Sermons

Summary: God wants to shape your soul to be just like Jesus. Will you cooperate?

John Ortberg tells of a man in a church he once pastored whom he called Denny. Denny was not a happy man. He had attended church his whole life, but he had never been happy. Even the expression on his face was perpetually negative – so much so that one day a deacon asked him, "Denny, are you happy?" Denny answered, "Yeah." The deacon replied, "Then tell your face."

Now, one of the MANY things Denny did not approve of was contemporary music in the church. He often complained that the music was too loud. But no one realized how far he would go until one day a man came to the church office, flashed his badge, and announced that he was from OSHA. He was under orders to investigate a complaint someone had made about the decibel levels at Church services. Of course, it was Denny who had registered the complaint. The staff could only laugh – and the agent could only join them.

But actually, Denny’s attitude is no laughing matter. Listen to John Ortberg’s observation as he looked back on this situation:

“Denny is not changing. He is a cranky guy. He has been cranky his whole life. Not just about church – he does not effectively know how to love his wife; his children cannot tolerate him; and he has no joy. He’s been going to church his whole life, sixty years. And nobody in the church is surprised that he stays cranky year after year. It is as if we expect a bad attitude – that’s just Denny. Nobody is expecting him to be more like Jesus year after year." (John Ortberg, The Life You’ve always Wanted)

For some reason, in the modern evangelical church, we’ve left the idea of spiritual formation as a nice option rather than an essential part of our faith. We focus on evangelism and personal conversion. After people make professions of faith we encourage them to be baptized, join the church, read their Bible, and pray. We may council them not to drink, smoke, cuss, or chew or go with girls that do, we may even tisk-tisk them if they mow their yard on Sunday, but we don’t talk much about being “conformed to the likeness of Christ” (Romans 8:29). Yet, this is just as much God’s revealed will as personal salvation:

For this is the will of God, your sanctification 1 Thessalonians 4:3

Someone once taught me that sanctification means “saint making.” God makes us into the saints He’s already pronounced us to be through our trust in Jesus. Obviously a saint would act, think, and speak like the Lord as He’s portrayed in the gospels.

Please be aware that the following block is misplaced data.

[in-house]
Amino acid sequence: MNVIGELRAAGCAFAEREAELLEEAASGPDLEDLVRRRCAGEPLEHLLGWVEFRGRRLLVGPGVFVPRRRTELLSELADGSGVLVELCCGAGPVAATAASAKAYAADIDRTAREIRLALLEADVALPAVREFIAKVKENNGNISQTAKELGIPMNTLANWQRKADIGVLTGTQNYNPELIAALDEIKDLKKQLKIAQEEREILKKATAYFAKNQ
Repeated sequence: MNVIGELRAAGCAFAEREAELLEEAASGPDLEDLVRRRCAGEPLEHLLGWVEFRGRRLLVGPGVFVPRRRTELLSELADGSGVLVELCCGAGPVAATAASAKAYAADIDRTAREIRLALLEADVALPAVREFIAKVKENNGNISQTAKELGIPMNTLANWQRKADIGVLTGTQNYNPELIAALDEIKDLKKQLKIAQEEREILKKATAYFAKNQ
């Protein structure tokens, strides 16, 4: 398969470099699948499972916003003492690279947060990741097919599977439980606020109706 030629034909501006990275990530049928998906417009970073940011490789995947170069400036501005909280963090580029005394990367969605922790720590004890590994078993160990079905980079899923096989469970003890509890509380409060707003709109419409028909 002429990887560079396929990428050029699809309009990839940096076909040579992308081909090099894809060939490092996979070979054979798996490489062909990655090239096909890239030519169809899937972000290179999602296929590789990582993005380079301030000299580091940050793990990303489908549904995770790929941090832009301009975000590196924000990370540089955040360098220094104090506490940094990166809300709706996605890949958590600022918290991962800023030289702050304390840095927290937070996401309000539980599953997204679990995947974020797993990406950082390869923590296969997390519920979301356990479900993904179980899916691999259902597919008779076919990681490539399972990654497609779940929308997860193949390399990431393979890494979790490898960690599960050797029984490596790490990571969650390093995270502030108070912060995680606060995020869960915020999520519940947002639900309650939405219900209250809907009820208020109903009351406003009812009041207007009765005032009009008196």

After we come to faith in Christ, God begins the process of shaping our souls. He saved us, in part, to remake our character, so that we would once again reflect His purity and goodness. God renews His original image in us. Here’s the catch: on this side of eternity we’ve got to cooperate with the process. Cooperation or a lack thereof is the reason why some Christians look a lot like Jesus, while others (the majority) are virtually indistinguishable from the rest of the world. The power of God is an absolute necessity for transformation, but we have a role to play as well.

Think of your spiritual life as a sail boat. Unless the wind blows that vessel is dead in the water. But even when the wind blows it won’t necessarily do any good. You’ve got to hoist the sails and guide the rudder before you’ll make any progress. Many Christians go passive and refuse to hoist the sails when the wind of God blows. Usually it’s because they’ve been taught that beyond a profession of faith they just bide their time until eternity rolls in and sweeps over them. Others raise the sail, but pilot it in the wrong direction.

This morning I want to show you how God shapes a human soul to change their character and show you how to cooperate. This is the life that God has in mind for you. By cooperating with Him you’ll begin to live the life you’ve always wanted.

How God Shapes a Human Soul

He’ll make you swallow some of your own medicine

When we swallow the bitter pill that we’ve been dishing out it will do one of two things: either makes us bitter or develop a sense of empathy and compassion for others. You have to be alert to this or you won’t see the connection. I can promise you, however, that whatever you dish out will be returned to make you better.

That’s how it happened with Jacob. Remember his medicine? Trickery and deceit. God led Jacob to live with and work for one of the greatest con artists of the Bible, his uncle Laban. Just as Jacob used a disguise, his father’s blindness, and his father’s craving for tasty game to steal the blessing from his brother Esau, old uncle Laban used a wedding veil, the darkness of night, and Jacob’s dulled senses from too much drinking to fool him into marrying the wrong woman. In this way Laban was able to swindle 7 more years of labor out of Jacob.

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